Clinical Rotations

Leaving the nest: Looking at the pros, cons of away rotations

Brendan Murphy , Senior News Writer

Away rotations—those in which a trainee takes a clinical elective outside their medical school—offer medical students an opportunity to explore other programs and specialties. They are fairly common: An October 2015 Academic Medicine study of 1,367 med students found that more than half of those surveyed completed at least one month-long away rotation.

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The study also found that “the number of students taking away electives varied by career specialty, ranging from approximately 42 percent for internal medicine to approximately 89 percent for emergency medicine.”

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So, as a medical student, are away rotations right for you? AMA Wire® spoke with Kelly Landeen, MD, a recent medical school graduate who did elective rotations at four different institutions during her final year of undergraduate medical training. Dr. Landeen offered her thoughts on the pros and cons of leaving the nest.

Dr. Landeen will begin her residency in residency in otolaryngology (ENT) at Vanderbilt in July. Her medical school—the University of South Dakota—didn’t offer the specialty.

“When I finally decided to go for it, I realized it is a really competitive field, so I had to put myself out there,” she said. “I had really great mentors who advised me to do away rotations. I really wanted to ensure that ENT was the right choice for me, because I had not had as much exposure to it as people at larger academic institutions. By doing an away, I could really put myself into that network, get to know the community of residents and obtain the letters of recommendation I would need for my [residency] application.”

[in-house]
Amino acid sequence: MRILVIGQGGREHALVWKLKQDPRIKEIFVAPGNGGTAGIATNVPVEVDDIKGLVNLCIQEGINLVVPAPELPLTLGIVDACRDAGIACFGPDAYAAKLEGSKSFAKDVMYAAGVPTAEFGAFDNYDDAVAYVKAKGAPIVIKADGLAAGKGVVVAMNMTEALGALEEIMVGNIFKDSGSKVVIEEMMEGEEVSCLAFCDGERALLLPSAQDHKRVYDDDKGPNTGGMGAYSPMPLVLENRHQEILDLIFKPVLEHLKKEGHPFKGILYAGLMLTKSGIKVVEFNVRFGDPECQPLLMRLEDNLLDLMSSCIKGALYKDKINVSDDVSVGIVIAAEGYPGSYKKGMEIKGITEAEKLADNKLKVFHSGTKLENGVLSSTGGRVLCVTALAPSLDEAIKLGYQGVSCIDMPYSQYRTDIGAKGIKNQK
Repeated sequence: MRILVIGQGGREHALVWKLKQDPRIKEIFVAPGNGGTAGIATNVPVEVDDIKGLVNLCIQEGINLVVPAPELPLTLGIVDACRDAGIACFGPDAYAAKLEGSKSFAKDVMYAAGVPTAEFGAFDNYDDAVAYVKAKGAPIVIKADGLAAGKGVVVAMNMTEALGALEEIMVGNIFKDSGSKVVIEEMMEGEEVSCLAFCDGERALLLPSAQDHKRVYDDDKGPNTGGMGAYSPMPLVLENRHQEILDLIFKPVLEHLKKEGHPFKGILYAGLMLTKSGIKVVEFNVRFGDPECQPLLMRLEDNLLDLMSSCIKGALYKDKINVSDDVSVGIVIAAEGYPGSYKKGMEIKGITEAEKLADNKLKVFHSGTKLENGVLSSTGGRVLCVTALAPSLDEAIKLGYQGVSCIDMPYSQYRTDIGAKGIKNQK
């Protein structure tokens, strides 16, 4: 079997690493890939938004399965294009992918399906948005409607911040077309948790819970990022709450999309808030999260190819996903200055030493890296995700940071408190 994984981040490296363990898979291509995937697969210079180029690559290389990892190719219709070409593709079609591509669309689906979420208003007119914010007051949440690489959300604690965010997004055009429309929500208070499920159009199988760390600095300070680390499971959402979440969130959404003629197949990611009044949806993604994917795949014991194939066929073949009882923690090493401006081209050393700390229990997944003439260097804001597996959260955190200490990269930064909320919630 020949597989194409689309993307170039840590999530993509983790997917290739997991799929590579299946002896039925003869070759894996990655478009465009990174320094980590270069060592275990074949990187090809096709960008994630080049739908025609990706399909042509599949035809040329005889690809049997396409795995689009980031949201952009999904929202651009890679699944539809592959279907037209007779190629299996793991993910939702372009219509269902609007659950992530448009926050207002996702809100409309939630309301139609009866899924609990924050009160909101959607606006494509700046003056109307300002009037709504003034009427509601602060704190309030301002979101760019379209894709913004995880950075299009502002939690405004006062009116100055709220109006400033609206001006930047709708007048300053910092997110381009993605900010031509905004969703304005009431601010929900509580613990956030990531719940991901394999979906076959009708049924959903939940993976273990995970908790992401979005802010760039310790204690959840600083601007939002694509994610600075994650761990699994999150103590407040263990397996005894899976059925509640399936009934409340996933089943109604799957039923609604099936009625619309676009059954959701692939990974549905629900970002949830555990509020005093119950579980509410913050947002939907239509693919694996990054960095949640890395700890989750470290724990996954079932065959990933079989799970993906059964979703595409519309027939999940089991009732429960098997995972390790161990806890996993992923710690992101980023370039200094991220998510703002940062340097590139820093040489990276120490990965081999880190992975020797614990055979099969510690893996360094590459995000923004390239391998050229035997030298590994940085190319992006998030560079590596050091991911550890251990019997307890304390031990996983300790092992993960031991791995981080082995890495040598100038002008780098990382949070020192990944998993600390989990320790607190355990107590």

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Medical student sitting on a stack of textbooks

Of the students surveyed in 2015, “the majority of students who completed away or audition electives spent between $1,000 and $4,000” to do rotations away from the medical school. Much of that cost relates to renting short-term lodging. To offset that cost, Dr. Landeen stayed with friends and family in three of the four cities in which she did an away rotation. 

“The ENT rotations I did, I tried to incorporate geographic diversity to demonstrate that I was willing to move anywhere to be an ENT,” she said. “Especially coming from the Midwest, there tends to be a bit of biased thinking to the effect that, ‘Oh, she’s a Midwesterner, she won’t leave the Midwest.’ I was aware of that and I did rotations in Denver, Atlanta, Minneapolis and Rochester. “I did four away rotations but I only had to pay for housing at one of them. That was huge. It saved me so much money. They can be really expensive. Especially in cities like Denver where the rent is astronomical.”

“The most accurate depiction of residency comes from the residents themselves,” Dr. Landeen said. “I had some residents tell me how wonderful things were and how they never would have changed anything for the world. Then I had others who were blunt and they would I’m a little overworked or sometimes I wish things were different. It’s important to build trust with the residents so you can see how the residency is affecting them, how supportive the program is of them and they are of each other.”

“For me, I’m an outgoing person,” Dr. Landeen said. “So I knew that an away rotation could benefit me because I could get to know people. Someone who is more reserved and shy or quiet might not make the best impression on their away rotation. So that’s something to consider as well—how will you be perceived?

“It’s hard to be on 24/7. It’s hard to feel like you’re always interviewing and to always feel like people are watching you,” she added. “You have to perform at your best, you have to be top-notch. So prepared for every surgery, know all the vital signs of every patient, it’s physically demanding and mentally exhausting.”